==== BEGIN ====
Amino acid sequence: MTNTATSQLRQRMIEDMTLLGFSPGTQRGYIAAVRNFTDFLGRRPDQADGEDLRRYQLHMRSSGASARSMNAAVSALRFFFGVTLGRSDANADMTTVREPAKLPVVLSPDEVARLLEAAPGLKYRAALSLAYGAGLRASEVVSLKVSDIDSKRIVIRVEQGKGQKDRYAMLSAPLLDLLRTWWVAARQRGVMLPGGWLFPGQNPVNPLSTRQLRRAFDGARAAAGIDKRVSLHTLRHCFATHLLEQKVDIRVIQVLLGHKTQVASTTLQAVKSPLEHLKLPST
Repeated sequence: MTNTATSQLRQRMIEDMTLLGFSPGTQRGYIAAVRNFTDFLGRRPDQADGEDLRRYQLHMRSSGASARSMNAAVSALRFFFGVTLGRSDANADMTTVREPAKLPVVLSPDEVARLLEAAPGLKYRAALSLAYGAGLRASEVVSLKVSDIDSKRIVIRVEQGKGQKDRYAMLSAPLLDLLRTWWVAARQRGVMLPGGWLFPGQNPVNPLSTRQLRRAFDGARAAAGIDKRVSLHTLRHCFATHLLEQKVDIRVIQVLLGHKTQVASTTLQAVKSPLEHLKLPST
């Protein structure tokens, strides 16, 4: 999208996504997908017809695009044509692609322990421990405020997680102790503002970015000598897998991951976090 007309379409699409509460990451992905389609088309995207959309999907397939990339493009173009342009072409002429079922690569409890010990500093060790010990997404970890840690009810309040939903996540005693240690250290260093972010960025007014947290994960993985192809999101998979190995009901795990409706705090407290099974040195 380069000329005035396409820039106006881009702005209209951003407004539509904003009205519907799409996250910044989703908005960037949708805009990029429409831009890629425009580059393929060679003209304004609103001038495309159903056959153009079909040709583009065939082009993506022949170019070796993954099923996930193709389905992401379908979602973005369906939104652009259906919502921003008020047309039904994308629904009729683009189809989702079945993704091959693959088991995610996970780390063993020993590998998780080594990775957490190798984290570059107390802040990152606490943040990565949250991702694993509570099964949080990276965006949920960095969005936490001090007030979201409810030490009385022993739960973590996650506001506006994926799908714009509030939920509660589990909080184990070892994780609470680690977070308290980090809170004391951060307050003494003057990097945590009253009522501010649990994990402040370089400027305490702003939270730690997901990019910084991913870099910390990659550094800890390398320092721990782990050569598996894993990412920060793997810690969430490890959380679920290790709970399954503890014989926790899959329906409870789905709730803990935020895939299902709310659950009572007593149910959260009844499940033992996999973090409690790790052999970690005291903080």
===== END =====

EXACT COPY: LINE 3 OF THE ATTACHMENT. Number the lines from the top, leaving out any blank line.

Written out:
């Protein structure tokens, strides 16, 4: 999208996504997908017809695009044509692609322990421990405020997680102790503002970015000598897998991951976090 007309379409699409509460990451992905389609088309995207959309999907397939990339493009173009342009072409002429079922690569409890010990500093060790010990997404970890840690009810309040939903996540005693240690250290260093972010960025007014947290994960993985192809999101998979190995009901795990409706705090407290099974040195 380069000329005035396409820039106006881009702005209209951003407004539509904003009205519907799409996250910044989703908005960037949708805009990029429409831009890629425009580059393929060679003209304004609103001038495309159903056959153009079909040709583009065939082009993506022949170019070796993954099923996930193709389905992401379908979602973005369906939104652009259906919502921003008020047309039904994308629904009729683009189809989702079945993704091959693959088991995610996970780390063993020993590998998780080594990775957490190798984290570059107390802040990152606490943040990565949250991702694993509570099964949080990276965006949920960095969005936490001090007030979201409810030490009385022993739960973590996650506001506006994926799908714009509030939920509660589990909080184990070892994780609470680690977070308290980090809170004391951060307050003494003057990097945590009253009522501010649990994990402040370089400027305490702003939270730690997901990019910084991913870099910390990659550094800890390398320092721990782990050569598996894993990412920060793997810690969430490890959380679920290790709970399954503890014989926790899959329906409870789905709730803990935020895939299902709310659950009572007593149910959260009844499940033992996999973090409690790790052999970690005291903080």